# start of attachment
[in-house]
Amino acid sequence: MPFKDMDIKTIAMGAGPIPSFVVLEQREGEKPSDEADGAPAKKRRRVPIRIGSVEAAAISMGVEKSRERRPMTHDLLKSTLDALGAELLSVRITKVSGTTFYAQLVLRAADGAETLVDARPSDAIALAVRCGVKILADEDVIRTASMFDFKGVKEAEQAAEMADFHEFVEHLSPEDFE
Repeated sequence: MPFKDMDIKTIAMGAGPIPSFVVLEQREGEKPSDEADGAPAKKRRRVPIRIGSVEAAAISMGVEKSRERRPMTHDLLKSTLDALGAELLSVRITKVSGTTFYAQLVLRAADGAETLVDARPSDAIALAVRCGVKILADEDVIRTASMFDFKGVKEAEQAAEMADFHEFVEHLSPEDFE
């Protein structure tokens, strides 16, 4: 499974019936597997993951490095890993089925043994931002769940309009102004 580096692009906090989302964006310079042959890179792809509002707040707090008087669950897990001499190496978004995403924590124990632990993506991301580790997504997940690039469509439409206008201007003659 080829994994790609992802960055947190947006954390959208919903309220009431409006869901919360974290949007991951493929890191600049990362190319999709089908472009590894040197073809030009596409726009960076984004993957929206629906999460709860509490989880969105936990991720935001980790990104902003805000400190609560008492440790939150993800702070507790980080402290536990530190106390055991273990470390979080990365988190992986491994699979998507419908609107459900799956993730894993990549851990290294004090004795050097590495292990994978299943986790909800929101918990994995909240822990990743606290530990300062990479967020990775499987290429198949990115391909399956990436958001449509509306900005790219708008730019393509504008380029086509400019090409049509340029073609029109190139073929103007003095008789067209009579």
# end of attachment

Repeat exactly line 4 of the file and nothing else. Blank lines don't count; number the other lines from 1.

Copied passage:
């Protein structure tokens, strides 16, 4: 499974019936597997993951490095890993089925043994931002769940309009102004 580096692009906090989302964006310079042959890179792809509002707040707090008087669950897990001499190496978004995403924590124990632990993506991301580790997504997940690039469509439409206008201007003659 080829994994790609992802960055947190947006954390959208919903309220009431409006869901919360974290949007991951493929890191600049990362190319999709089908472009590894040197073809030009596409726009960076984004993957929206629906999460709860509490989880969105936990991720935001980790990104902003805000400190609560008492440790939150993800702070507790980080402290536990530190106390055991273990470390979080990365988190992986491994699979998507419908609107459900799956993730894993990549851990290294004090004795050097590495292990994978299943986790909800929101918990994995909240822990990743606290530990300062990479967020990775499987290429198949990115391909399956990436958001449509509306900005790219708008730019393509504008380029086509400019090409049509340029073609029109190139073929103007003095008789067209009579």